A further object hereof is to devise such a clip having predictable and, by design, readily controlled self-release properties. Thus a clip of this invention may be designed to exert substantially constant pressure for a relatively long period of time followed by progressive relaxation of pressure at a predetermined rate, or may be designed to relax the clamping pressure at a predetermined rate commencing almost immediately.

A further and important object of this invention is to provide a means by which to design these controls into a surgical clip regardless of the size, type, shape or function being performed thereby. Broadly speaking the invention in its principal aspect employs a method or means of predetermining or controlling the self-release properties of a surgical clip or the like without unduly restricting the range of choices of the materials which may be used therein, or imposing other design limitations such as shape, initial clamping pressure available, size, etc.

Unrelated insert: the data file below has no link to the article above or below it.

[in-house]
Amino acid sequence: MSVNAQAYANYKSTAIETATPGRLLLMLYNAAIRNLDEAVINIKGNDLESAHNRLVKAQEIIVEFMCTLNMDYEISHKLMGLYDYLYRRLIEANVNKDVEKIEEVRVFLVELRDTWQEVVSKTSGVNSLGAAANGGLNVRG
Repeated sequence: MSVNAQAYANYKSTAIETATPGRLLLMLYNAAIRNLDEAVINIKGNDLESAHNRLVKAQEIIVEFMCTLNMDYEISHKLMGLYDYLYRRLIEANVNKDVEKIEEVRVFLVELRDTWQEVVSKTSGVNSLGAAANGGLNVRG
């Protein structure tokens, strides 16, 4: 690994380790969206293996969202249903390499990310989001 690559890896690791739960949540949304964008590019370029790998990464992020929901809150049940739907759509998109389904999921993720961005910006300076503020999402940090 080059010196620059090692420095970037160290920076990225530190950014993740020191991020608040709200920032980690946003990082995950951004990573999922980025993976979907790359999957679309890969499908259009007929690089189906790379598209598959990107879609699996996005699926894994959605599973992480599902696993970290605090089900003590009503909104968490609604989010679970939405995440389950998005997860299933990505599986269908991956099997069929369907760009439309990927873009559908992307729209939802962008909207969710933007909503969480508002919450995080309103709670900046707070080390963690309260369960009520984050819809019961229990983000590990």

In accordance with this invention in its preferred forms embodying the principal features of novelty, the principle of 'the galvanic couple effect is employed to achieve the self-release function of a clip. This is accomplished by employing electrochemically dissimilar metals presented to the body fluids in different specific portions of the clip. Thus the jaw surfaces comprise a noble metal or other metallic substance relatively low or inactive in the electromotive series which, during the clips functional life within the body, is non-irritating to the tissues and is not dissolved or eroded by the body fluids. Clamping pressure of the jaws is maintained by a connecting means at least a portion of which is of a metal or metal alloy relatively high or active in the electromotive series. By designing the clip so that the exposed surface area of the relatively active metal is small in comparison with the exposed surface area of the passive metal the galvanic effect which produces accelerated dissolution of the relatively active metal electrolytically is concentrated and the dissolution occurs at a rapid, but predetermined rate. Thus progressive electrolytic dissolution of metal occurs in the connecting structure which is stressed by jaw pressure, and as the critical structural cross-section diminishes a point is reached at which the preexisting stress therein produces failure and the jaws are caused to progressively relax their pressure on the tissues. Moreover by limiting the exposed surface of the relatively active metal to a small area, and preferably by so locating it as to minimize contact with body tissues, relatively active metals may be used which might otherwise be unsuitable due to their irritant effect upon tissues.